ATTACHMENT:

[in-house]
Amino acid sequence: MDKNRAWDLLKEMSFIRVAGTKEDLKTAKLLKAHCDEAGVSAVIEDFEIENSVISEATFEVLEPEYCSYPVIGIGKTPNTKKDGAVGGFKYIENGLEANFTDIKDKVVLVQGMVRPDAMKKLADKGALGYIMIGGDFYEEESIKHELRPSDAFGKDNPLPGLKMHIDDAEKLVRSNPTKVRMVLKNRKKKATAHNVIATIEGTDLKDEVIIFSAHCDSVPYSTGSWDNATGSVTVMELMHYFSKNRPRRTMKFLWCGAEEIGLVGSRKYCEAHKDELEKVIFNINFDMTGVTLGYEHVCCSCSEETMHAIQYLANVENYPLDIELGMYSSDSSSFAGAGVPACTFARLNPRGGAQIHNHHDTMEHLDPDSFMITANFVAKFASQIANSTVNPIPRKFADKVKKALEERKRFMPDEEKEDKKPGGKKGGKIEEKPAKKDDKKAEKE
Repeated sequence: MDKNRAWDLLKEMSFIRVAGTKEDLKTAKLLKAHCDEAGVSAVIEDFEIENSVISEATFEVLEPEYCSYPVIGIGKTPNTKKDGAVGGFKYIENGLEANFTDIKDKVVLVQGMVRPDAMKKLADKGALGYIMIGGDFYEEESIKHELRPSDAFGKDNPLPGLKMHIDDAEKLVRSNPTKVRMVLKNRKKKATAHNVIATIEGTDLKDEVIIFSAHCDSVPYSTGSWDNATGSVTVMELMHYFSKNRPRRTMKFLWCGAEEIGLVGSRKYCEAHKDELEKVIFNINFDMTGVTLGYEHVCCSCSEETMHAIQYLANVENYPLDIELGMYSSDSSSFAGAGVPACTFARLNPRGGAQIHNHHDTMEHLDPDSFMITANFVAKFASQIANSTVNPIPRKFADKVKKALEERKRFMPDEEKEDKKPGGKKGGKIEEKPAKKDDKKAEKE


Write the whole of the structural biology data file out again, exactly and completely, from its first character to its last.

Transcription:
[in-house]
Amino acid sequence: MDKNRAWDLLKEMSFIRVAGTKEDLKTAKLLKAHCDEAGVSAVIEDFEIENSVISEATFEVLEPEYCSYPVIGIGKTPNTKKDGAVGGFKYIENGLEANFTDIKDKVVLVQGMVRPDAMKKLADKGALGYIMIGGDFYEEESIKHELRPSDAFGKDNPLPGLKMHIDDAEKLVRSNPTKVRMVLKNRKKKATAHNVIATIEGTDLKDEVIIFSAHCDSVPYSTGSWDNATGSVTVMELMHYFSKNRPRRTMKFLWCGAEEIGLVGSRKYCEAHKDELEKVIFNINFDMTGVTLGYEHVCCSCSEETMHAIQYLANVENYPLDIELGMYSSDSSSFAGAGVPACTFARLNPRGGAQIHNHHDTMEHLDPDSFMITANFVAKFASQIANSTVNPIPRKFADKVKKALEERKRFMPDEEKEDKKPGGKKGGKIEEKPAKKDDKKAEKE
Repeated sequence: MDKNRAWDLLKEMSFIRVAGTKEDLKTAKLLKAHCDEAGVSAVIEDFEIENSVISEATFEVLEPEYCSYPVIGIGKTPNTKKDGAVGGFKYIENGLEANFTDIKDKVVLVQGMVRPDAMKKLADKGALGYIMIGGDFYEEESIKHELRPSDAFGKDNPLPGLKMHIDDAEKLVRSNPTKVRMVLKNRKKKATAHNVIATIEGTDLKDEVIIFSAHCDSVPYSTGSWDNATGSVTVMELMHYFSKNRPRRTMKFLWCGAEEIGLVGSRKYCEAHKDELEKVIFNINFDMTGVTLGYEHVCCSCSEETMHAIQYLANVENYPLDIELGMYSSDSSSFAGAGVPACTFARLNPRGGAQIHNHHDTMEHLDPDSFMITANFVAKFASQIANSTVNPIPRKFADKVKKALEERKRFMPDEEKEDKKPGGKKGGKIEEKPAKKDDKKAEKE